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Biography, Autobiography, Journal and Anecdotes

Part II - Autobiography

England (again), 1914 - 1920

Owing to the war, the mind of every person in England was taken up by the thought of war, and the voice of peace at that moment was a dissonant chord to the ears of many. In answer to my call for peace I often heard people say: "Kill or be killed." Neither could I do much in the way of presenting music, nor could much be done in philosophy. I spoke a few times at the "Higher Thought center", which was kept alive by Miss Callow and her friend Miss Hope, who became my mureed. By the kind sympathy of Lady de la Warr a series of lectures was arranged at the rooms of the Royal Asiatic Society, where Lady Muir Mackenzie presided. But the war had paralyzed people's minds.

It seemed as if there was nothing to be heard except war, war, war, the cry of war coming from every side. I cannot forget the time when I spoke for about six months continually to no more than three persons as my audience. Yes, with patience and with hope I carried on my work. Several times I entertained the wounded Indian soldiers by playing and singing to them. My first English mureed, Miss Mary Williams (Zohra), came to London to assist me in my work and proved her devotion by serving the Cause, at the time when the Order was a quite helpless infant.

In order to publish literature as we liked, we started a Sufi Publishing Society in England, which was given into the charge of Miss Williams, who brought out a book of some ideas from my lectures, called, " Pearls from the Ocean Unseen". Besides the work she did as sub-editor of the Sufi Magazine, she has been a sincere and devoted mureed and a most enthusiastic worker for the Cause. By this Publishing Society my poetical works were brought out, "Diwan", "Hindustani Lyrics", and the "Songs of India", which were rendered into English by Mrs. Jessie Duncan Westbrook. My "Confessions" were published, written by Miss Miriam Bloch, a treatise on the Rubaiyat of Omar Khayyam by Mr. Bjerregaard was also published by this society.

I found at that time of difficult beginning a mureed, Miss Goodenough (Sharifa), who stood as a foundation stone for the building of the Order. In Miss Goodenough, who was afterwards made a Khalifa, and then was promoted to be a Murshida, I found that spirit of discipleship which is so little known to the world and even rarely found in the East. Besides, I traced in her my own point of view.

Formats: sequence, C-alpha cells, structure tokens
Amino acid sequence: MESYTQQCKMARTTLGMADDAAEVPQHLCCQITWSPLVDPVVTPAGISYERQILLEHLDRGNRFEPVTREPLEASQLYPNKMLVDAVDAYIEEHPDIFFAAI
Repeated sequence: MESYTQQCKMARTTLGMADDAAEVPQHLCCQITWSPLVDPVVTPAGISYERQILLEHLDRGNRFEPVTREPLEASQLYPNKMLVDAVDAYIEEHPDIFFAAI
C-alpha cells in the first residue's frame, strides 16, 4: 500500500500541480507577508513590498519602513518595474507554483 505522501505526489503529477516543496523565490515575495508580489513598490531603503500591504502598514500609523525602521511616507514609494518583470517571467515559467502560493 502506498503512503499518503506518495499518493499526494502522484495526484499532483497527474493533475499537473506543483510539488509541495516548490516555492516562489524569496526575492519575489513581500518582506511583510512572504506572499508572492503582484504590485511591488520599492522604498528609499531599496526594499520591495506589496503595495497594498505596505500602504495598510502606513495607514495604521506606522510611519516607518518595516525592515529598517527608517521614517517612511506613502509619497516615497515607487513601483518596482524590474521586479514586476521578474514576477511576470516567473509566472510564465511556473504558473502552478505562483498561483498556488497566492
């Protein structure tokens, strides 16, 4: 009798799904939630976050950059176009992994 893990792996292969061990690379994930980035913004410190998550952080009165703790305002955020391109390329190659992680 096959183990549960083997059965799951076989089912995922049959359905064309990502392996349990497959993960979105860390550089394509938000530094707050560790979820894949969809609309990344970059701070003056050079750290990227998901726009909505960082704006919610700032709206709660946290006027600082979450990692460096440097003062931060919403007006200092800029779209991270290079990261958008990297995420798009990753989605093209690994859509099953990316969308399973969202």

Miss Goodenough has proved by her career firmness and self-sacrifice for the Cause, to which she has devoted her life. There is certainly truth in the idea of heredity, which today people seem to ignore. Although in estimating a horse they still give great importance to heredity, yet they do not for man. Though retiring, exclusive and remote by nature, and independent and indifferent in appearance, which has turned many against her and caused many troubles, she has many pearl-like qualities hidden under a hard shell. She has proved worthy of confidence in the working of the Order and has been patient through all difficulties that we had to meet with continuously on our way.

 She brought out my ideas in the series of books named: "The Voice of Inayat", three volumes of which are named: "Life after Death", "The Phenomenon of the Soul", and "Love Human and Divine". But besides this she has collected, preserved and produced the record of my oral teachings and guarded them from all corruptions. She has kept them for the coming generations in the most authentic form, which act of service the sincere followers of the Message will retain gratefully in their memory.

Miss Janette Steer, the well-known English actress also took interest. I made the acquaintance of Dr. Wallace, Miss Mabel Thomson interested herself in the Movement for some time. Miss Benfon became a mureed, and took interest in Indian music.

Thus began the work of the Movement, which gradually grew, some hot, some cold, some warm and some lukewarm. I found the heart of some flaming, some glowing, some flowing, and some frozen; many came and went their way.

Among those who came later was Miss Shirley, who showed great enthusiasm in the beginning and did much for the Cause for some time before she retired. Miss Margaret Skinner has been helpful in many ways. Miss Khatidja Young, a most devout and faithful mureed, came afterwards and assisted me enthusiastically in the extra activities of my work. Mrs. Hanifa Sheaf has been a devoted mureed, who proved faithful under all circumstances.